Watchdog flags bus 'hardship' for pupils
The school transport scheme has caused "unnecessary hardship" to children with special needs and their families, according to Children's Ombudsman Dr Niall Muldoon.
A report outlining a number of cases "where the administration of school transport was not in the best interests of the children involved" is published by Dr Muldoon today.
The 'School Transport In Focus' report pays particular attention to the operation of the scheme for children with special educational needs.
Dr Muldoon said that for the majority of children the scheme worked well, but "for some of the most vulnerable children, improvements could be made".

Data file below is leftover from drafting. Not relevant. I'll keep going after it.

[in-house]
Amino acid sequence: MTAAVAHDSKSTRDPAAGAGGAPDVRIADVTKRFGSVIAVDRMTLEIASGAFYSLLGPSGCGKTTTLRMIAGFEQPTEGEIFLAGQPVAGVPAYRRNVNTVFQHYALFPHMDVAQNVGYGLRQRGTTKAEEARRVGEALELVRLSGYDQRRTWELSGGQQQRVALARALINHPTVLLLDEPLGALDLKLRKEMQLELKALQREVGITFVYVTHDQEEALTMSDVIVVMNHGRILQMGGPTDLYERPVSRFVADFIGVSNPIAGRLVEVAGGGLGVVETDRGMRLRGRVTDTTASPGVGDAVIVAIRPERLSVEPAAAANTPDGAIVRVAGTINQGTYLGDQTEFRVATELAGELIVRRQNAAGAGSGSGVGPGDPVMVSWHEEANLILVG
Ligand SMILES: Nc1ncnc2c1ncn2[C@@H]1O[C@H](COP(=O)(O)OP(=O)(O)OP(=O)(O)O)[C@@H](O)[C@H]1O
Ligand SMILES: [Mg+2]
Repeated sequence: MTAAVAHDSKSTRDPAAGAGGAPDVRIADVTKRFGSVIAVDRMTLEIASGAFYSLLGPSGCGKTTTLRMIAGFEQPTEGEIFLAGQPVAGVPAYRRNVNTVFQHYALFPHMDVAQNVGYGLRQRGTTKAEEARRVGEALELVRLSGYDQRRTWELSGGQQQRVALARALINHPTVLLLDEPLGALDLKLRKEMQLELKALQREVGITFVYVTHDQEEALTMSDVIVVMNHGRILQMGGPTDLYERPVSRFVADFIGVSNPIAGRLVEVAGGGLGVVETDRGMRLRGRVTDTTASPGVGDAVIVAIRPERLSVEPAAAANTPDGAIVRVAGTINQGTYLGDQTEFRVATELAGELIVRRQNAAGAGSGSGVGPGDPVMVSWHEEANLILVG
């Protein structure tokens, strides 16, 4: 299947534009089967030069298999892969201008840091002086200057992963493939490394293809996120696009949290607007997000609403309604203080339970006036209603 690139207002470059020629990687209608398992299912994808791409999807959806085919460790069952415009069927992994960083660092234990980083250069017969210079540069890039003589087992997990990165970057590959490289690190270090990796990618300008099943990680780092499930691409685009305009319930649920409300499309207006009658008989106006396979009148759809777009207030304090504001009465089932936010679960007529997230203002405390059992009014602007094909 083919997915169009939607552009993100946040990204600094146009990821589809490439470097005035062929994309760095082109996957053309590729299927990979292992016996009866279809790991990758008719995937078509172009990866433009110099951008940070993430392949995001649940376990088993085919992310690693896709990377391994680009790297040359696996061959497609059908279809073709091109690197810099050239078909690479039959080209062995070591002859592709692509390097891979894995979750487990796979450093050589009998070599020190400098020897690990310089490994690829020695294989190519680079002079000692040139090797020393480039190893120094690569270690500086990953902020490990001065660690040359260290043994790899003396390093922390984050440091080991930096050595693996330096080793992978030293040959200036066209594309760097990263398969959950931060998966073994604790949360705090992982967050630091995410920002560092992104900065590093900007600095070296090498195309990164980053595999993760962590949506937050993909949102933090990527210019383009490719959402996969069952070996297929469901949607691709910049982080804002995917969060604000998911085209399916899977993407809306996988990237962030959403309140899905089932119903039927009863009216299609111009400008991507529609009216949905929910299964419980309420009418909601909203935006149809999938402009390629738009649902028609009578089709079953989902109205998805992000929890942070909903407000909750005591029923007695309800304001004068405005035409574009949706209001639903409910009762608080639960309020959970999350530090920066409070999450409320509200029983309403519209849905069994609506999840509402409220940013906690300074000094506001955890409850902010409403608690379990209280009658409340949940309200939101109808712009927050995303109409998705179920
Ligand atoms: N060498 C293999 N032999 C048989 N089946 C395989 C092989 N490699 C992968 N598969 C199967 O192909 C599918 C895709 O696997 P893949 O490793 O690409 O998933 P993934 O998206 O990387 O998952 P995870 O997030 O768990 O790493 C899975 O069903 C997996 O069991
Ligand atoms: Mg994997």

His report features a number of case studies which, he says, "illustrate circumstances where greater flexibility is necessary for children with special educational needs".
Among the examples cited is a case of a child with autism, where there were differing views on his nearest school, resulting in him being refused access to school transport. In another case, a child with multiple disabilities, and who is wheelchair-bound, was refused access to school transport as the special school nearest his medical care team was not deemed his nearest placement.
Dr Muldoon expressed concern that of 414 appeals made to the School Transport Appeals Board between 2014 and 2016, none were upheld. He said that for some children, their situation may not have changed had his office not been involved.
He referred to a recent review of the appeals process and said he was awaiting full implementation of initiatives promised.